Less than a year after a car crash caused the death of their son Louis, Jake and Joanne Romanell asked a Frederick County judge to give the woman responsible a lenient sentence.
“Yvonne will have to live knowing she caused his death,” Jake Romanell said Tuesday in Frederick County Circuit Court at a sentencing hearing for Yvonne Loree Avaritt.
“Louie loved Yvonne, and he wouldn’t want the court to take her away from her son,” Romanell said.
Avaritt, 28, of New Cumberland, Pennsylvania, pleaded guilty to negligent vehicular manslaughter in May. On Tuesday, Judge William R. Nicklas Jr. sentenced her to 10 years with all but 90 days suspended.
The charges against Avaritt stem from a July 28 car crash that occurred in the 11000 block of Taneytown Pike just after 11 p.m. Avaritt was driving a Chrysler 500 that left the road and struck a tree. Louis Romanell, 35, the only other person in the car, was pronounced dead at the scene.
Avaritt was injured and was taken to a hospital. Analysis found she had a blood alcohol content of .14, well above the legal limit for driving of .08, the night of the crash, according to prosecutors.
Avaritt was indicted on a charge of negligent manslaughter involving a vehicle in December. A conviction of the felony charge requires prosecutors to prove Avaritt caused the death of another as a result of her driving in a “grossly negligent manner.”
Ten years in prison is the maximum sentence allowed under Maryland law.
“She didn’t wake up that day and say, ‘Today I’m going to kill my boyfriend,’” Assistant State’s Attorney Michael Moore told the court Tuesday. “But we all make choices, thousands of choices, that become actions, and actions have consequences.”
Louis Romanell grew up in Frederick County and graduated from Linganore High School in 1999. He earned a business degree from Frederick Community College and managed a Napa Auto Parts store in Maryland for 17 years. Romanell was the father of a 6-year-old son.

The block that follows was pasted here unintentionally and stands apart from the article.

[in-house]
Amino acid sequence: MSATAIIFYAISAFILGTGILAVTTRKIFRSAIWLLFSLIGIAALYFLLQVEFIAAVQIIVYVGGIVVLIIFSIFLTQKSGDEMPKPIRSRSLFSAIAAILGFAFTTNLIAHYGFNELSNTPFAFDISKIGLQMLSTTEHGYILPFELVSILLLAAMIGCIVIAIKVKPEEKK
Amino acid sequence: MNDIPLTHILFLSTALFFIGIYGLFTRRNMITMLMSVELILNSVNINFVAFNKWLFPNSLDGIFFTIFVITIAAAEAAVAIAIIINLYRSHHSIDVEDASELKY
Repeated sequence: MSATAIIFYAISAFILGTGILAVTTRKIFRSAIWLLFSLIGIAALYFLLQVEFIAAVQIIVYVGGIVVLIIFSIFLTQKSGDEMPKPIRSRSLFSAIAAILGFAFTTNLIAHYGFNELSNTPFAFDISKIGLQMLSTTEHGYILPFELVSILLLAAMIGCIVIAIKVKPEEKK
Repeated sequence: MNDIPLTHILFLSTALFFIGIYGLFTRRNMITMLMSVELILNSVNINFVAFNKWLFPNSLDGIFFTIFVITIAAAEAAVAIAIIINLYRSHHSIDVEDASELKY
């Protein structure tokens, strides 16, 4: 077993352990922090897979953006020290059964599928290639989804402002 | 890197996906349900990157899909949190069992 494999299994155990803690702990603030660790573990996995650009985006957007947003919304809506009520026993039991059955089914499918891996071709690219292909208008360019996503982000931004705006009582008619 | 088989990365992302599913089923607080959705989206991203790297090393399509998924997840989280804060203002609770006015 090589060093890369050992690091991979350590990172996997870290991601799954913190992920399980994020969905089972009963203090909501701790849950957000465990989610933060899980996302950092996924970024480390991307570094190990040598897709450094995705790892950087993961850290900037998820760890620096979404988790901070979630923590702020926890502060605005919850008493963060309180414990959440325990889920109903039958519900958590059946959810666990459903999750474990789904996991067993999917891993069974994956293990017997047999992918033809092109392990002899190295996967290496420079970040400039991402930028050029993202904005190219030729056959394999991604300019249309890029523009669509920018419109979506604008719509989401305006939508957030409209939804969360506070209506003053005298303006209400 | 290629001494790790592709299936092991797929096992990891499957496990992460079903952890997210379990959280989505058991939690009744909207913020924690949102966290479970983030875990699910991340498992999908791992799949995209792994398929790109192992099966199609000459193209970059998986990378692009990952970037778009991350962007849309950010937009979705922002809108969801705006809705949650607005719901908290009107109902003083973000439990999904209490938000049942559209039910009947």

“Every day, I cry multiple times a day,” Joanne Romanell said in court. “You killed Louie. This is all on you.”
While expressing grief and pain at the loss of their son, both of Louis Romanell’s parents asked that Nicklas sentence Avaritt to as little jail time as possible.
“Yvonne has a son of her own, and her son needs him,” Joanne Romanell said. “She is solid and consistent in her parenting. ... One child hurt is enough.”
The Frederick County State’s Attorney’s Office sought a sentence of 10 years with all but 18 months or less suspended. Sentences of 18 months or less can be served at the Frederick County Adult Detention Center, rather than in a Maryland Division of Corrections facility outside the county.
Avaritt will be subject to five years of probation.
Six members of Avaritt’s family attended her sentencing Tuesday to support her. Her mother apologized to the Romanell family.
Avaritt told the court and the family of the victim she is sorry.
“Not a day goes by I don’t think of him,” she said. “Louie is the love of my life. ... All I have is memories and guilt. I have a hole in my heart, and my life will never be the same.”
Nicklas said the case was a difficult one, and lauded Jake and Joanne Romanell for their statements.
“I’m amazed but heartened by your humanity,” Nicklas said. “I know what you must feel. Putting that aside is remarkable.”